Noam Chomsky: ‘In a couple of generations, organized human society may not survive.’

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Noam Chomsky: Take a standard story. There are reports on what’s happening. So, if you look at the New York Times today, for example, there’s a pretty good article on the new discoveries on the melting of the polar ice caps which happens to be, as usual, more drastic than the (earlier) estimates; that’s been typical for a long time. And it discusses the probable impact on sea level rise, albeit conservatively, given how dramatic it has obviously been. So, there are regular articles that appear — it’s not that global warming is ignored. On the other hand, if you look at a standard article on oil exploration, the New York Times can have a big front page article on how the U.S. is moving towards what they call energy independence, surpassing Saudi Arabia and Russia in fossil fuel production, opening up new areas, Wyoming, the Midwest, for fracking. They do a long article, maybe 1,000 words — I have one particular example in mind — it will mention environmental consequences, it may harm the local water resources for ranchers, but literally not a word on the effect on global warming. And that happens in article after article in every outlet — the Financial Times, the New York Times, all the major newspapers. So, it’s as if on the one hand, there’s a kind of a tunnel vision — the science reporters are occasionally saying look, ‘this is a catastrophe,’ but then the regular coverage simply disregards it, and says, ‘well, isn’t this wonderful, we won’t have to import oil, we’ll be more powerful,’ and so on.

Noam Chomsky: ‘In a couple of generations, organized human society may not survive. That has to be drilled into people’s heads constantly.’

So, they’re not making the connection?

It’s a kind of schizophrenia, and it runs right through society. Take the big banks, JP Morgan Chase, for example. They’re the biggest bank and CEO Jamie Diamond is an intelligent man. I’m sure he knows the basic facts about the dire threat of global warming, yet at the same time they’re pouring investments into fossil fuel extraction, because that’s the business model. They have to make a profit tomorrow. MORE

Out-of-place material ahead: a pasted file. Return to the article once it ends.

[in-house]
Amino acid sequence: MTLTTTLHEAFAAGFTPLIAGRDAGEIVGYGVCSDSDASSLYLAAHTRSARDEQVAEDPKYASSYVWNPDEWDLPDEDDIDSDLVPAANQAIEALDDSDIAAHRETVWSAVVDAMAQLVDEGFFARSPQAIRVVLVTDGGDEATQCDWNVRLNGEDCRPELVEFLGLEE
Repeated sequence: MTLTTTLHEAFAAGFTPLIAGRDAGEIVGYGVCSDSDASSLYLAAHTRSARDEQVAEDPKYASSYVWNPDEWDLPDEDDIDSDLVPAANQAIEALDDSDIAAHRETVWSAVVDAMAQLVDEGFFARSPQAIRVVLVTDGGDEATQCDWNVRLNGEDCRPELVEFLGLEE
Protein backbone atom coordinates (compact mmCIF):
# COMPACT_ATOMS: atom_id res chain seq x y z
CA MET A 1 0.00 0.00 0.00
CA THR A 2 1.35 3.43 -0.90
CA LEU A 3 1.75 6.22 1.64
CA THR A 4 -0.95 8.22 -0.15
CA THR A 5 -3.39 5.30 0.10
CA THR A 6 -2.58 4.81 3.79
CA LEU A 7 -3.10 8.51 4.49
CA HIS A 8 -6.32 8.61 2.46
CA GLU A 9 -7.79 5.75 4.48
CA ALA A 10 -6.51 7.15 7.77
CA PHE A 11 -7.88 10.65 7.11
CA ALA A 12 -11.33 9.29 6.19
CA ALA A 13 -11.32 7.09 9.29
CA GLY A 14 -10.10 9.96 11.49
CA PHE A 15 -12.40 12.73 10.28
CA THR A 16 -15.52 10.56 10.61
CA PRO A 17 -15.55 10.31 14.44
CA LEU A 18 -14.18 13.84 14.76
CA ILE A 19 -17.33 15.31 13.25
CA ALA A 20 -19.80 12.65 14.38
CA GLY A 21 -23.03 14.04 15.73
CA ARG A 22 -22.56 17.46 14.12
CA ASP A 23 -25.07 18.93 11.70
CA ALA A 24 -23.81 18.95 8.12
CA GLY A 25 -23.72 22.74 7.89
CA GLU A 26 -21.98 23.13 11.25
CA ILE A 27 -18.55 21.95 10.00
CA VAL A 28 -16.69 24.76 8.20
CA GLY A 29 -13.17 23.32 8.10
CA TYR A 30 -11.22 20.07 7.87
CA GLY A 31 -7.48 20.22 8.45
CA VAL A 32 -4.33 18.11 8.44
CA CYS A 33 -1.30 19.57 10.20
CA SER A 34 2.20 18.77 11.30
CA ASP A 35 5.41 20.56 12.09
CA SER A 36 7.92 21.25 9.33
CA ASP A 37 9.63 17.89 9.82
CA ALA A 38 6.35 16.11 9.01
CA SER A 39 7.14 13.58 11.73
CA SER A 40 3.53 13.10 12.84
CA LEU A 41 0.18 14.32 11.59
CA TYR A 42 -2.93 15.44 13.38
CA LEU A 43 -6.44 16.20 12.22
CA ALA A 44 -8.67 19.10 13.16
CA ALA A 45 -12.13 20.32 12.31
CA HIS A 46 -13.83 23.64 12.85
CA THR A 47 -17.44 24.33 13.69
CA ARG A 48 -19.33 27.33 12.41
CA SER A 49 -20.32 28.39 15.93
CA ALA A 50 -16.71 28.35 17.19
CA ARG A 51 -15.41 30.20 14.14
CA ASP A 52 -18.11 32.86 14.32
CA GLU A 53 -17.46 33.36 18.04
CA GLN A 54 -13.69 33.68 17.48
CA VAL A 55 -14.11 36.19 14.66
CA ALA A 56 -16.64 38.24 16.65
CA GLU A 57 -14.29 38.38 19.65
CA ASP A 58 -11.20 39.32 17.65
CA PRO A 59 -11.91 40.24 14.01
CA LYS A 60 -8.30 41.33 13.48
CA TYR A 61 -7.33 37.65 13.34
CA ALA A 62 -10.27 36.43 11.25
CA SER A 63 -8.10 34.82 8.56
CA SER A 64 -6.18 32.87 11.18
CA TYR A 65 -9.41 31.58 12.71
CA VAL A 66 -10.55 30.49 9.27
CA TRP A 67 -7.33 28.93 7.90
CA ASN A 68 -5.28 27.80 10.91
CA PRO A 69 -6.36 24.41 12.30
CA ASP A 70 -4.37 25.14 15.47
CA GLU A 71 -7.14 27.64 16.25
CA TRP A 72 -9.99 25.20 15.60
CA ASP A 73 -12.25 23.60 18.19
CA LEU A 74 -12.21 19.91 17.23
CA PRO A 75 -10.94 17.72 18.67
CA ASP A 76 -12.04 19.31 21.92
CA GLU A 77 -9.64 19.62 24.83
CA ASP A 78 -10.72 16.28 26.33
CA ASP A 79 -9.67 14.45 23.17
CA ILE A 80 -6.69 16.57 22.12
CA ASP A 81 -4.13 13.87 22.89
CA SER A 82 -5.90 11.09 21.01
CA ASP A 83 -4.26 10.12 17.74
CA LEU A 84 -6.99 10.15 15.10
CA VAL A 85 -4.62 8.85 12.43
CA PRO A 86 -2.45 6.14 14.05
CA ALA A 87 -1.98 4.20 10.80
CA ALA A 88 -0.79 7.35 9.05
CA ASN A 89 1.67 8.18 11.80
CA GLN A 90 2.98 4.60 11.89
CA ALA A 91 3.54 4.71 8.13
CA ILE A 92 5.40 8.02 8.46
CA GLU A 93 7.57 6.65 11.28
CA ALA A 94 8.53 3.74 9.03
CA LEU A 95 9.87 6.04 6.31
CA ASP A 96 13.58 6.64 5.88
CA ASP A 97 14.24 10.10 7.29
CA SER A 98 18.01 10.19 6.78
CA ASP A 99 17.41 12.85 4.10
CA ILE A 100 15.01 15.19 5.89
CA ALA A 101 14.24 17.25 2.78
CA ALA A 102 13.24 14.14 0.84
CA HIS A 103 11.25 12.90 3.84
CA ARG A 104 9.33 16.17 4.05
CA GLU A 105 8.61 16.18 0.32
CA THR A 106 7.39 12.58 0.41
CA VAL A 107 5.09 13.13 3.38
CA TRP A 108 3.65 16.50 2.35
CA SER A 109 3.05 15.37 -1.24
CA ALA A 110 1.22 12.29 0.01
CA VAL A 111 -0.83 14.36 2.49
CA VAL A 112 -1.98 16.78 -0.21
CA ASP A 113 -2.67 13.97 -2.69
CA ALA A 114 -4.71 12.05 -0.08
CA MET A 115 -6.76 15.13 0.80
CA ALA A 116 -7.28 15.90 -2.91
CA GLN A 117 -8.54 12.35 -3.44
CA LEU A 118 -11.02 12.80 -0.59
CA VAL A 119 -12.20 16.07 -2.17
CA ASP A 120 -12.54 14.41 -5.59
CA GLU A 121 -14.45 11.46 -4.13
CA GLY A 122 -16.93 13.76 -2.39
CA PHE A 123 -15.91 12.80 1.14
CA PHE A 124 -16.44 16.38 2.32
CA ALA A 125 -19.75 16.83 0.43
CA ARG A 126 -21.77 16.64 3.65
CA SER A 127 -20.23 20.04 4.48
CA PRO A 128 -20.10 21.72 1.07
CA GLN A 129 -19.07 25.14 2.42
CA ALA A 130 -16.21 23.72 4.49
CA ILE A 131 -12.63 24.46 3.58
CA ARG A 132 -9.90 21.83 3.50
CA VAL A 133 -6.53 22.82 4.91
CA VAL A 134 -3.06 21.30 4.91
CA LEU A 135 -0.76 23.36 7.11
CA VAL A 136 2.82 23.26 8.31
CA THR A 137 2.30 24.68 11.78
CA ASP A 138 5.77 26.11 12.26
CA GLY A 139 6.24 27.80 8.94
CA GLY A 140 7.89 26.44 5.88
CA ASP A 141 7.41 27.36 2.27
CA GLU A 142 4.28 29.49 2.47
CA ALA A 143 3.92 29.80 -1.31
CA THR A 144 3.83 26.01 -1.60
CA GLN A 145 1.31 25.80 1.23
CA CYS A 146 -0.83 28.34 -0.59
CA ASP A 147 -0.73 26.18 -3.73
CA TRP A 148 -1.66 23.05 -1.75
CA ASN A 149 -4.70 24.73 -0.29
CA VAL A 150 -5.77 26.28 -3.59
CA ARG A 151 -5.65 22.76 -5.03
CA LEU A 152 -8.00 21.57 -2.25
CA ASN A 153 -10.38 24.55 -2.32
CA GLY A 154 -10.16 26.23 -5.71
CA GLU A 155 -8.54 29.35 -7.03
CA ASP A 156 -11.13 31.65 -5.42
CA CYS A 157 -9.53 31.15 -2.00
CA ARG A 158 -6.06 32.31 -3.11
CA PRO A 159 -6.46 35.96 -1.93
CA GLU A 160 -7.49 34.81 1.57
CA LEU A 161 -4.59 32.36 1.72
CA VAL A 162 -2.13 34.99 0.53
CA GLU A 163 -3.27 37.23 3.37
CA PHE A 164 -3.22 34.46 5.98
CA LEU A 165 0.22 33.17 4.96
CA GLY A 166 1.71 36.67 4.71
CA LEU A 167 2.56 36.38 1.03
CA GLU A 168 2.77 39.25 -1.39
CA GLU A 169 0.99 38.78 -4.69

Principles Of The Sunrise Movement: Antidotes To Neoliberalism

The term “neoliberalism” isn’t new. It was coined in 1938 at a meeting in which social democracy was framed as analogous to a collectivism like Nazism and communism. But neoliberalism today is a conundrum: its slimy tendrils claw into everyday Western life, yet it is so anonymous that we seldom even recognize it as a pervasive ideology. Neoliberalism pushes deregulation on economies around the world, forces open national markets to trade and capital, and demands that governments shrink themselves via austerity or privatization.

neoliberalismNeoliberalism’s anonymity is its essential symptom and cause of its power, and the Sunrise movement is seeking to make the consequences of neoliberalism transparent in society. You know Sunrise, even if you can’t immediately grasp why. They’re the cohort of primarily college-aged activists who are promoting the Green New Deal. You saw pictures of their sit-in in front of Nancy Pelosi’s congressional office in the news and on 60 Minutes when Rep. Alexandria Ocasio-Cortez (D-NY) joined them in support of objectives to virtually eliminate greenhouse gas (GHG) emissions in a decade.

The earth is on track for 3-4 C degrees of warming, which would cause sea level rise of several feet and make extreme weather more frequent and dangerous, among other consequences. The next 4 to 12 years are critical if the world wants to limit that warming. Waiting to reduce greenhouse gases will make the challenge harder.

The Sunrise Movement is working to build a cohort of young people to make climate change an urgent priority across the US, end the corrupting influence of fossil fuel executives on politics, and elect leaders who stand up for the health and wellbeing of all people. MORE

Here’s What a Green New Deal Looks Like in Practice


JARED RODRIGUEZ / TRUTHOUT, TOKARCHUK ANDRII / SHUTTERSTOCK

With the climate change challenge growing more acute with every passing year, the need for the adoption of a new political economy that would tackle effectively both the environmental and the egalitarian concerns of progressive people worldwide grows exponentially. Yet, there is still a lot of disagreement on the left as to the nature of the corresponding political economy model. One segment of the left calls for the complete overthrow of capitalism as a means of dealing with climate change and the growing levels of economic inequality in the era of global neoliberalism, while another one argues against growth in general.

In the interview below, Robert Pollin, distinguished professor of economics and co-director of the Political Economy Research Institute at the University of Massachusetts-Amherst, explains some issues raised by each of these positions, and how to move toward solutions grounded in a fuller understanding of economic development. MORE